Doing business in India
Read important tips about doing business in India here.
Getting to know each other
Greeting a potential business partner in India is not the same as it is in the UK where we are used to shaking each other’s hand. When you meet someone, you place the palms of your hands together in front of your chest and bow slightly, saying ‘namaste’.
On meeting someone for the first time, it is not compulsory to bring a gift, but it will be received with pleasure if you do decide to bring something, in which case, bring something simple like chocolate or flowers (but not white in either case). Bear in mind that your gift will not be opened in the presence of company.
It is not the custom to talk about business at a first meeting but rather about family and education, etc. When it is finally time for negotiations, aggressive sales techniques should best be avoided; they won’t be appreciated. Decisions are not made immediately either, and are communicated later.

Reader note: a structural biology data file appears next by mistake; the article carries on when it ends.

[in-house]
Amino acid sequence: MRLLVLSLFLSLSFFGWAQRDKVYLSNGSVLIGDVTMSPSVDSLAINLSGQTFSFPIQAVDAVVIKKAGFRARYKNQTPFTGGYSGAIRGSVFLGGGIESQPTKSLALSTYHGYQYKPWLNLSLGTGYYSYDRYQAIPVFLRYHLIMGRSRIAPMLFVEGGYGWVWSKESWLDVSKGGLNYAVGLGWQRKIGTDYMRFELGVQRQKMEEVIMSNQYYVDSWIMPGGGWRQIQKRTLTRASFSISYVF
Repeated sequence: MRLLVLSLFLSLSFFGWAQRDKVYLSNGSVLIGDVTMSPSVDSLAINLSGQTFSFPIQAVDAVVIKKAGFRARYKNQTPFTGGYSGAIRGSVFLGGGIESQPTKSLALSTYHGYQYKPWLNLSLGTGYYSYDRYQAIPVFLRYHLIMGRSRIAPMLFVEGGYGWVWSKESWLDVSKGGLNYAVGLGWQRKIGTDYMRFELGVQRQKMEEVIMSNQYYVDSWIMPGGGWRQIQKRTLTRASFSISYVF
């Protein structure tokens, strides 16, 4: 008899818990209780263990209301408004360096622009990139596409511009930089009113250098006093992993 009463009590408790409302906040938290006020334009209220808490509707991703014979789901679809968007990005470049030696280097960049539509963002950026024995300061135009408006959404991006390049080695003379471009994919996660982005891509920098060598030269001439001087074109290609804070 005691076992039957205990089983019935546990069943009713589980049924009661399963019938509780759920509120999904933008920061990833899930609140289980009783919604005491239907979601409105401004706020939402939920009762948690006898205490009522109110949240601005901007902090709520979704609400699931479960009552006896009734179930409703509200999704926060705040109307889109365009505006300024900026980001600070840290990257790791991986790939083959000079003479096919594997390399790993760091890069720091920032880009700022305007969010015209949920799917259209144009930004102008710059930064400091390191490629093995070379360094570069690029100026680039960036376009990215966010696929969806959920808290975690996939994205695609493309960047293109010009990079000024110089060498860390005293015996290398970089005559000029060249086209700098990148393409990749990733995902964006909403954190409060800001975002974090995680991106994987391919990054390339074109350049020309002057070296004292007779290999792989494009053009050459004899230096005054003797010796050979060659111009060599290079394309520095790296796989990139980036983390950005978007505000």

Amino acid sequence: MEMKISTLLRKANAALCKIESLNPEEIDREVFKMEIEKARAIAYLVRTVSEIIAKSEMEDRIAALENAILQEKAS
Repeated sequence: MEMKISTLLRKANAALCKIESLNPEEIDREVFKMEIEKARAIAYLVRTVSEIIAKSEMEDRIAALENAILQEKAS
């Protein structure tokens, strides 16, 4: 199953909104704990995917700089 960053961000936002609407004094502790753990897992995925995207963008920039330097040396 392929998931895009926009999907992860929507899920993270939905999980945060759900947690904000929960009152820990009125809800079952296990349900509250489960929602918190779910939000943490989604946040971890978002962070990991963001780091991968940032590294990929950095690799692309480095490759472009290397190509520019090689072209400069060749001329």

A direct ‘no’ in answer to a question is regarded as impolite in India. Try to avoid such an answer by rewording it more neutrally, like, ‘I will try’. Similarly, the person you are dealing with in India won’t say no either. What can happen is that there is a gesture that is something between a nod and a shaking of the head. You can then be sure that the answer is ‘no’, whatever else might be said. Other gestures which we might consider as perfectly normal are regarded as impolite in India, so you should just try and make as few as possible in order to be on the safe side. Whatever you do, do everything with your right hand because the left hand is regarded as unclean. Furthermore, it is unnecessary to thank anyone for a meal because it may be regarded as an insult.
There are a great many different languages in each of India’s many regions. Hindi is, however, the primary official language while English is primarily used by government and in the business world. It is therefore a good idea to find out what language the person you will be dealing with uses. You can then have your business card translated into that language. Despite this recommendation, you can usually communicate in English. Official papers often have to be presented in English. This is an area in which we will be happy to help you if English is not your, or your company’s first language. We only work with experienced, professional translators who are native speakers of the target language. Furthermore, we select the right specialist for every project so that, for instance, the correct terminology is applied.
Marleen van Dijk
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